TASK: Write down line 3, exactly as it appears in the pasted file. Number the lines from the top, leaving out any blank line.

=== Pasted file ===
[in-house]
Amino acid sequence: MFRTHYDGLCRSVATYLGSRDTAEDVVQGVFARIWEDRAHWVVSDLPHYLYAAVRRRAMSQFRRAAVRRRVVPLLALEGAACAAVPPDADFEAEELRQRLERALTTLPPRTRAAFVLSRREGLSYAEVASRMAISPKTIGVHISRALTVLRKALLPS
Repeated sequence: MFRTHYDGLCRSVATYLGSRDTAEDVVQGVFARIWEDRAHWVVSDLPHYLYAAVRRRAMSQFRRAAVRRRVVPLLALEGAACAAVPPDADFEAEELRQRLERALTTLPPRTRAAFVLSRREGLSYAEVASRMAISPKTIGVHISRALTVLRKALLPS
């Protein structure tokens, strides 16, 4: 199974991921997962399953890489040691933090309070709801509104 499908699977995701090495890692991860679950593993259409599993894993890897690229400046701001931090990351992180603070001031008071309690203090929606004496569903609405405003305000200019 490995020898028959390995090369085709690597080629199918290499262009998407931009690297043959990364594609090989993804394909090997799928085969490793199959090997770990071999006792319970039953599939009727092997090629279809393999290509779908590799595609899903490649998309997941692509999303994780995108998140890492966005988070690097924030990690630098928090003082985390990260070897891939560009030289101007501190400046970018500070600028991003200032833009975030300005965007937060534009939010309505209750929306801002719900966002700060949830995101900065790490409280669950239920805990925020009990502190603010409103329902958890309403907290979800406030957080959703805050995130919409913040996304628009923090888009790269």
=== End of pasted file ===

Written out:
Repeated sequence: MFRTHYDGLCRSVATYLGSRDTAEDVVQGVFARIWEDRAHWVVSDLPHYLYAAVRRRAMSQFRRAAVRRRVVPLLALEGAACAAVPPDADFEAEELRQRLERALTTLPPRTRAAFVLSRREGLSYAEVASRMAISPKTIGVHISRALTVLRKALLPS